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[9] Corps, then located in Virginia, south of Washington. When on the march to cross the Potomac, it was met by General Slocum, who was a friend of Col. Franchot, and by his influence the regiment was reassigned to the Sixth Corps. It was by this unexpected meeting of two old friends that in going to the front the 121st was “put into one of the choicest brigades of the army; and we were marched out by way of the Tenallyville road, to, and through Rockville, and by Darnstown and Sugar Loaf Mountain, and joined the brigade commanded by Gen. Joseph J. Bartlett, with which we remained till the war ended.” (B.)

By all accounts this march to the front was unnecessarily severe. On the first day it was continued until late in the evening, and the men were too weary even to eat, and as they had left their knapsacks behind and had not yet been supplied with shelter tents, the night was spent most miserably, and in many cases the health of the men was so shattered that they never recovered from the effects of their excessive fatigue and exposure. Many subsequent marches were longer and more difficult, but they were made under experienced commanders, with the men more inured to exercise, and with facilities to better take care of themselves.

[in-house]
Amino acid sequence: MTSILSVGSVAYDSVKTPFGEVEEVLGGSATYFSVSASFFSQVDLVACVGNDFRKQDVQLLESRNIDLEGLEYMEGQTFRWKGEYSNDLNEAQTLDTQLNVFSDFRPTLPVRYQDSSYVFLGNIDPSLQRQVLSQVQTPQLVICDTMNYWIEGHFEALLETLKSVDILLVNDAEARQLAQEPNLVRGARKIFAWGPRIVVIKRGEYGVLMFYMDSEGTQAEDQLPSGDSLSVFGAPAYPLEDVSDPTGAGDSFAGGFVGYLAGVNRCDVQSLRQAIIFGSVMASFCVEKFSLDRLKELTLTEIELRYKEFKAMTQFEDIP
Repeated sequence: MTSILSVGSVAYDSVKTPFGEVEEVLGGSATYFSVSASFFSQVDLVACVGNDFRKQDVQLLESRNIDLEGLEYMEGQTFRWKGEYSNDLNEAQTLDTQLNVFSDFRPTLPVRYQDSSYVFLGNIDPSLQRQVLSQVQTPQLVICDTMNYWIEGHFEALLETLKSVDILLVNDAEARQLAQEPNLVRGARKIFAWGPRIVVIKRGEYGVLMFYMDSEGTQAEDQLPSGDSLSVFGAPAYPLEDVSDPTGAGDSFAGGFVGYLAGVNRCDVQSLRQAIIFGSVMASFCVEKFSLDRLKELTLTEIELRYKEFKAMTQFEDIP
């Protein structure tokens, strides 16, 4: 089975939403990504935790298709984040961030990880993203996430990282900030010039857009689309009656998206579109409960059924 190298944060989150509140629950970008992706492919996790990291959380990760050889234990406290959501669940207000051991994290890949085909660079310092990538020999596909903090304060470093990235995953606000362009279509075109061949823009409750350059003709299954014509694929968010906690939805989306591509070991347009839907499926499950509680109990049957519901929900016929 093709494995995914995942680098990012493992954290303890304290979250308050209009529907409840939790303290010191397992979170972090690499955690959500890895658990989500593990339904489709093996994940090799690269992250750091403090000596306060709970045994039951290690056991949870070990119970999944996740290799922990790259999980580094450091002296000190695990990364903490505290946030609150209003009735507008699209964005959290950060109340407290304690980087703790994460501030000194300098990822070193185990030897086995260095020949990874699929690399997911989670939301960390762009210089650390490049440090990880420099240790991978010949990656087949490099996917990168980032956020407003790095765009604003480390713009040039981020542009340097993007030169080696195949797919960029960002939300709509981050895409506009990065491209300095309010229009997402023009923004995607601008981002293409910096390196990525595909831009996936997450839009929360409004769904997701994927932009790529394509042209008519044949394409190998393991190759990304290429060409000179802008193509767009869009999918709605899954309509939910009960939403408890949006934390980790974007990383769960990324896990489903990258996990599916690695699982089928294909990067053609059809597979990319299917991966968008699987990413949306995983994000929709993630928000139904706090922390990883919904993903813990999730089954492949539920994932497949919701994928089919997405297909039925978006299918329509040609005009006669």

The ambition of Col. Franchot to report at the front as soon as possible, led him to resume the march at 2 A. M. the next morning, thus giving the men only three hours for rest and sleep. Many who had not been able to keep up on the previous day, were deprived of even that scant period of rest.

Col. Beckwith continues,

We, in our inexperience, clung to our knapsacks, blankets, overcoats, rubber blankets, and all the trinkets and ‘whatnots’ we had brought from home, and these made

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